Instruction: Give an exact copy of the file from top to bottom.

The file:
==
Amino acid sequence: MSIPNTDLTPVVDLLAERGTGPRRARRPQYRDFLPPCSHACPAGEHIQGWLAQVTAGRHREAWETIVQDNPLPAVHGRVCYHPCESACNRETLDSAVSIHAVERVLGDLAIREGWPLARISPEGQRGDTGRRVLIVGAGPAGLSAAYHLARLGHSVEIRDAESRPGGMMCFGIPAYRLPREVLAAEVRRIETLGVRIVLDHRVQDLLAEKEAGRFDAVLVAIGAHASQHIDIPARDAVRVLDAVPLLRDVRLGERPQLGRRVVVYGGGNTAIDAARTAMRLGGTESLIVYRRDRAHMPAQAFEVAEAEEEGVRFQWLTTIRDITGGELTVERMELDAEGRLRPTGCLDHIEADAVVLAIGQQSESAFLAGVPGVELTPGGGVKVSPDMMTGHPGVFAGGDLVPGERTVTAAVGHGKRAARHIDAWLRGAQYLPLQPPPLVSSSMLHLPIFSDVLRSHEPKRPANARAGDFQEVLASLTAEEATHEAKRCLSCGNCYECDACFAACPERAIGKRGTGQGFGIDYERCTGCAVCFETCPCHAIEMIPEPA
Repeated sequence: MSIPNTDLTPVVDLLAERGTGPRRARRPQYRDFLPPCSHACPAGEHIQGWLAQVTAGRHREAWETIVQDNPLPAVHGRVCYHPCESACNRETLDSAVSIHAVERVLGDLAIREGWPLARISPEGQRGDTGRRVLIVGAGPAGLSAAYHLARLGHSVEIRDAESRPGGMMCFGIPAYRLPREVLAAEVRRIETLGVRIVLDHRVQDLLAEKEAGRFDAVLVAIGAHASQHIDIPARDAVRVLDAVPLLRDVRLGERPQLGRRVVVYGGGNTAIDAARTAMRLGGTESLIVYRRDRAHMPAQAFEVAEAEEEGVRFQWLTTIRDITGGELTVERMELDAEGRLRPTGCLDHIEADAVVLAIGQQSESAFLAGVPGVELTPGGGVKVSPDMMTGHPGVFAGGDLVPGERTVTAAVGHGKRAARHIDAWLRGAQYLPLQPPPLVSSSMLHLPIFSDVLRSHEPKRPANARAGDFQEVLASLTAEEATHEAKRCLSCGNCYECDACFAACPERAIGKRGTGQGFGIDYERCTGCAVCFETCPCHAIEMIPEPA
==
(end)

Amino acid sequence: MSIPNTDLTPVVDLLAERGTGPRRARRPQYRDFLPPCSHACPAGEHIQGWLAQVTAGRHREAWETIVQDNPLPAVHGRVCYHPCESACNRETLDSAVSIHAVERVLGDLAIREGWPLARISPEGQRGDTGRRVLIVGAGPAGLSAAYHLARLGHSVEIRDAESRPGGMMCFGIPAYRLPREVLAAEVRRIETLGVRIVLDHRVQDLLAEKEAGRFDAVLVAIGAHASQHIDIPARDAVRVLDAVPLLRDVRLGERPQLGRRVVVYGGGNTAIDAARTAMRLGGTESLIVYRRDRAHMPAQAFEVAEAEEEGVRFQWLTTIRDITGGELTVERMELDAEGRLRPTGCLDHIEADAVVLAIGQQSESAFLAGVPGVELTPGGGVKVSPDMMTGHPGVFAGGDLVPGERTVTAAVGHGKRAARHIDAWLRGAQYLPLQPPPLVSSSMLHLPIFSDVLRSHEPKRPANARAGDFQEVLASLTAEEATHEAKRCLSCGNCYECDACFAACPERAIGKRGTGQGFGIDYERCTGCAVCFETCPCHAIEMIPEPA
Repeated sequence: MSIPNTDLTPVVDLLAERGTGPRRARRPQYRDFLPPCSHACPAGEHIQGWLAQVTAGRHREAWETIVQDNPLPAVHGRVCYHPCESACNRETLDSAVSIHAVERVLGDLAIREGWPLARISPEGQRGDTGRRVLIVGAGPAGLSAAYHLARLGHSVEIRDAESRPGGMMCFGIPAYRLPREVLAAEVRRIETLGVRIVLDHRVQDLLAEKEAGRFDAVLVAIGAHASQHIDIPARDAVRVLDAVPLLRDVRLGERPQLGRRVVVYGGGNTAIDAARTAMRLGGTESLIVYRRDRAHMPAQAFEVAEAEEEGVRFQWLTTIRDITGGELTVERMELDAEGRLRPTGCLDHIEADAVVLAIGQQSESAFLAGVPGVELTPGGGVKVSPDMMTGHPGVFAGGDLVPGERTVTAAVGHGKRAARHIDAWLRGAQYLPLQPPPLVSSSMLHLPIFSDVLRSHEPKRPANARAGDFQEVLASLTAEEATHEAKRCLSCGNCYECDACFAACPERAIGKRGTGQGFGIDYERCTGCAVCFETCPCHAIEMIPEPA